The figures for 2005 are telling. As few as 344 millimetres of rain between January and September (compared to the average of 572) in what was a very warm year (temperatures between April and September being 1.7C higher than the seasonal average). The sugar levels were unprecedented but the fruit was not excessively ripe or candied. Acidity levels were a little lower than normal but a pH of 3.92 meant total SO2 levels were not unduly high at 94 mg/l.

    The wine itself (14% abv) was exceptionally dark, deep and intense. Rich in every aspect, it had concentrated black fruit on the palate and a beautiful tannic texture. If power and richness came from the Merlot (51%), elegance and complexity was provided by the Cabernet Franc (49%). It has a long life ahead of it, with enough freshness and structure to last well into the 2030s or longer.

    Cheval Blanc
    That menu in full

    As for the 2009 Cheval Blanc, Clouet described it as another great vintage. “Stage after stage of the growing season took place seamlessly and under ideal conditions,” he said. “You could say this was the vintage where winegrowers could sit back and relax in an armchair. Flowering occurred quickly and evenly at just the right time, as did veraison. Ripening took place uninterrupted over a long period, and we were able to start picking in mid-September – one plot after the next, each at optimum maturity since the weather was so cooperative.

    “We often say at Cheval Blanc that we like to pick the fruit at ‘al dente’ when the grapes are juicy and fresh. We tasted them as soon as they arrived in the cellar as we did the first must. It was clear the wine would be very full-bodied and generous. There was an incredible odour of cherry and raspberry in the cellar, and we were sure a great vintage was in the making. What makes Cheval Blanc so unusual is that the Cabernet Franc adds inimitable freshness and elegance, with hints of menthol and eucalyptus, resulting in a delicate balance and great ageing potential thanks to its tannic backbone.”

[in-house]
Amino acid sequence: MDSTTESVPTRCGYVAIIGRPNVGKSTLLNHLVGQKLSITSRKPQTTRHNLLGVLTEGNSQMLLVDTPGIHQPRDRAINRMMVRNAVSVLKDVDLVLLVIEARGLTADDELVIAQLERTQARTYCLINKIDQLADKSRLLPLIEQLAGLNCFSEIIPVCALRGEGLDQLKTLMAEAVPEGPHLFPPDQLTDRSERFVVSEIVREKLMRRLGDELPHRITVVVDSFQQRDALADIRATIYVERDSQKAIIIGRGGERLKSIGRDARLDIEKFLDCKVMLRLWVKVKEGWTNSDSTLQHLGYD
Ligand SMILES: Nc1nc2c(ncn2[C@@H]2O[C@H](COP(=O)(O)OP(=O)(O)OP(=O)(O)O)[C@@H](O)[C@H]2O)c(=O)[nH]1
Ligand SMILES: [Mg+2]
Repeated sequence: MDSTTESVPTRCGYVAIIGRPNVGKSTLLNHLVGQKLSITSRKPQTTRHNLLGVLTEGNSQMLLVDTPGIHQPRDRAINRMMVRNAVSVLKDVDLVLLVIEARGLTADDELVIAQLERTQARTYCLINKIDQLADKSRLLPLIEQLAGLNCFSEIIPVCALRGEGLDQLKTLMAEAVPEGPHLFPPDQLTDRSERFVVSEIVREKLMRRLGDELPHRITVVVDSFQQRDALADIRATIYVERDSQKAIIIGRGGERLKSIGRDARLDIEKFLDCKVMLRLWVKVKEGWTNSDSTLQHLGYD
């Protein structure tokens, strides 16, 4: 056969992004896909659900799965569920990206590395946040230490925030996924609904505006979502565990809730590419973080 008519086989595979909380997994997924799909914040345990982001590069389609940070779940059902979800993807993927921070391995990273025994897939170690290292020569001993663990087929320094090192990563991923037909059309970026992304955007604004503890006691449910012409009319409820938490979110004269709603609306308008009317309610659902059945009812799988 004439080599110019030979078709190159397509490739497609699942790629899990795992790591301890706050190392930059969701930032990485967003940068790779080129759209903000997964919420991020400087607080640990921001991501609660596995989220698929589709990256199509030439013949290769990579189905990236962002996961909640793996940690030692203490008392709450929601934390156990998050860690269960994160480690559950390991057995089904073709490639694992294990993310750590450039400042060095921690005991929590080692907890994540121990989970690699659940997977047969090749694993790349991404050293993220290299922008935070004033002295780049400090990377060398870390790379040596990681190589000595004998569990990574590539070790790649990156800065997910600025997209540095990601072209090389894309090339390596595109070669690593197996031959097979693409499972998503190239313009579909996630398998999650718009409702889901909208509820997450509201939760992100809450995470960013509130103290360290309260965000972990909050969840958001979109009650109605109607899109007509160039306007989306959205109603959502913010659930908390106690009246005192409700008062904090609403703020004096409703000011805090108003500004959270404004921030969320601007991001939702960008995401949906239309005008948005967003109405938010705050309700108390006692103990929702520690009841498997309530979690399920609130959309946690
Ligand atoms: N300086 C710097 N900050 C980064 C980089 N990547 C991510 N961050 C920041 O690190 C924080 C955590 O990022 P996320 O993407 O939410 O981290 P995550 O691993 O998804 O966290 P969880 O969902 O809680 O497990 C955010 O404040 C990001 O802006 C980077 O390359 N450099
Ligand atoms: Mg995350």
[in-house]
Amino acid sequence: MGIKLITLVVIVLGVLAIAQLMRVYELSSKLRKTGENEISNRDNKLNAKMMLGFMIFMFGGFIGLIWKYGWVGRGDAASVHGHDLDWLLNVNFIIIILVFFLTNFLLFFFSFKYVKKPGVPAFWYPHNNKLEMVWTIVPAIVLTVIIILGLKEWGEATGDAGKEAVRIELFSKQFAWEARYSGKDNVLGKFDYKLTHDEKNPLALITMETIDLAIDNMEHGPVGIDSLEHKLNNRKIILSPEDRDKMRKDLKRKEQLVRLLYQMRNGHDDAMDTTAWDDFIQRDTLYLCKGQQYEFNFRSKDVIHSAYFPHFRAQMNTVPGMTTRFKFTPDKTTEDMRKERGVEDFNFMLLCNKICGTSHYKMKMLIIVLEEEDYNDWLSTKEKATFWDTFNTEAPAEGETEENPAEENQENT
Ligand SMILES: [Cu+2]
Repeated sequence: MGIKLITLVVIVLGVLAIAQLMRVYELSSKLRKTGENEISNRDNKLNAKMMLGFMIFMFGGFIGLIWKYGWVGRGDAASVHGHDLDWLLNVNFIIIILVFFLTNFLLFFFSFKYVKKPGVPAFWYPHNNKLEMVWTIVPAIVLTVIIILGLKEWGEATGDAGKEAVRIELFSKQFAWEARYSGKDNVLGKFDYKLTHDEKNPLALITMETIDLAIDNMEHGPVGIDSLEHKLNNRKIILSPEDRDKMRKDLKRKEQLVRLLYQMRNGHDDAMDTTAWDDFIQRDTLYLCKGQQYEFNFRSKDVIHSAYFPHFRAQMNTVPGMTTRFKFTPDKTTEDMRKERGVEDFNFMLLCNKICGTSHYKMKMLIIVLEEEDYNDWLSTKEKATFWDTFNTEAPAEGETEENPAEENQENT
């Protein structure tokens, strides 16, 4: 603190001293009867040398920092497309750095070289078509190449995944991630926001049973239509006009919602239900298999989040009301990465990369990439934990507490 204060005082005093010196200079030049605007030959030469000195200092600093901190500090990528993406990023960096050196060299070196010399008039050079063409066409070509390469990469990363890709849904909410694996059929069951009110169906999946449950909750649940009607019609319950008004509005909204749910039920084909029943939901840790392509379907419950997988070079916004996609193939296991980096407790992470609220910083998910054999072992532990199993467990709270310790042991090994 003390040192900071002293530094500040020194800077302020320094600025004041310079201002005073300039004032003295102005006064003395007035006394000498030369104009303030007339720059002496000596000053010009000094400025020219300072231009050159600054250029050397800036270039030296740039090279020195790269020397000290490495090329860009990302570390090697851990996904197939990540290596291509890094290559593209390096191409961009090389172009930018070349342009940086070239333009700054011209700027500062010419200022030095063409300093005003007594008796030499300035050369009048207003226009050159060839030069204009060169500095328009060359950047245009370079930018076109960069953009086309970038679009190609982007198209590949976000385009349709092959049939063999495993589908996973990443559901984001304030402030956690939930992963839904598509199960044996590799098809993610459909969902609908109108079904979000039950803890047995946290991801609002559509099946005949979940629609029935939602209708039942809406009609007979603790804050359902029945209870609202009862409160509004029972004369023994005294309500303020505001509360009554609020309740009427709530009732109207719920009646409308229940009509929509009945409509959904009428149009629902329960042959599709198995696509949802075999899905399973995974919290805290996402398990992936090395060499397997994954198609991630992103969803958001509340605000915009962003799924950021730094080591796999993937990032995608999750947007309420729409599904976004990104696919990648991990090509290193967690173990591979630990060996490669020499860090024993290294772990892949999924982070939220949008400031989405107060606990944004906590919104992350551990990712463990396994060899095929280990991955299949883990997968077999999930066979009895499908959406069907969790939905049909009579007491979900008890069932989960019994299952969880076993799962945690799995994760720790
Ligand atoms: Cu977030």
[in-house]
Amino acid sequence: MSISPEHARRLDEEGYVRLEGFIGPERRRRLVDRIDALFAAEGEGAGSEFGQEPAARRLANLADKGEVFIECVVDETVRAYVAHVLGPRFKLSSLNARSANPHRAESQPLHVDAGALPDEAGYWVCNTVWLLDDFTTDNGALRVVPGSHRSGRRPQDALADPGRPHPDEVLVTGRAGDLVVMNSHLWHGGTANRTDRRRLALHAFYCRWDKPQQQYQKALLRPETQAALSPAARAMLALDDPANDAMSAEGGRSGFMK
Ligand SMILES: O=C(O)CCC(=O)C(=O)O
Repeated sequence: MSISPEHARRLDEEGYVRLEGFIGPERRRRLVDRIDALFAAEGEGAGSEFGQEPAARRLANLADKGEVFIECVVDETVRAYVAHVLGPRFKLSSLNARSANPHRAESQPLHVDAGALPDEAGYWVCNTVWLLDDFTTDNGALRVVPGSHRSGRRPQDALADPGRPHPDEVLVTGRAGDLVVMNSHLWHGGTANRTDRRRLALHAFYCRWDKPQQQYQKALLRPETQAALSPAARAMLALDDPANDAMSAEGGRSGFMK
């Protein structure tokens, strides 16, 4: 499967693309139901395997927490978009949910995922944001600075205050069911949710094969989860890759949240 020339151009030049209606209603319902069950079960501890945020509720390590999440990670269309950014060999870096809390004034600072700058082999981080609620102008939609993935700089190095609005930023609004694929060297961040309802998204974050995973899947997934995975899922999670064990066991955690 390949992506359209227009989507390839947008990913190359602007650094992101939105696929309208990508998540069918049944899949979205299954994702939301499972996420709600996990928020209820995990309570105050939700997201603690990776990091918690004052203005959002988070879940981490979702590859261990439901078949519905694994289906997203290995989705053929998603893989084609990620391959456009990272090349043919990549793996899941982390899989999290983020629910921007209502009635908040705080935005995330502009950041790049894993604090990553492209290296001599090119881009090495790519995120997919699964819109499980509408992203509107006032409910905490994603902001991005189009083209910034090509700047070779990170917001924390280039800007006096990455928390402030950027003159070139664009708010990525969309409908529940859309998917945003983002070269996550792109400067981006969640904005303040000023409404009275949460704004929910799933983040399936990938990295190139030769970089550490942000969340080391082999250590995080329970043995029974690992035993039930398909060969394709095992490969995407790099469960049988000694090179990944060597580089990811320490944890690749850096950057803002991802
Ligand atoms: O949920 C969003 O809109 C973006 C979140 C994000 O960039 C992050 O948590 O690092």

These tannins in the 2009 are so fine-grained that they melt in the mouth, feeling silky on the mid-palate. Seductive floral aromas, including violet, and a cornucopia of notes of fresh fig, blackcurrant, blackberry, raspberry and mint were apparent. Above all, there was perfect balance between exuberant concentration and finesse thanks to the wine’s remarkable freshness (probably enhanced by a lower pH of 3.71). Abv again came in at 14%.

    The Yquem 2011 was creamy and opulent in a year where conditions were perfect for noble rot. Five ‘tris’ or passes through the vines were made to pick the grapes, according to Sandrine Garbay, Yquem’s head winemaker.  “Our average yield is still only about 10 hl/ha, but the level of residual sugar has gone up,” she said. “It always used to be 100-110 g/l but now we aim for 120-140g/l. The main changes since I took over as cellar master in 1998 have been to lower the time of ageing in barrels from 36 to 24 months, and to limit the introduction of air into wines during barrel-ageing. We rack from barrel to barrel without air, which helps to preserve the fruits aromas in the wine, particularly the thiols. That’s why our wines are now quite better to drink young, even two years after bottling because the fruits are there.”

    All photos ©mrvinosaurus.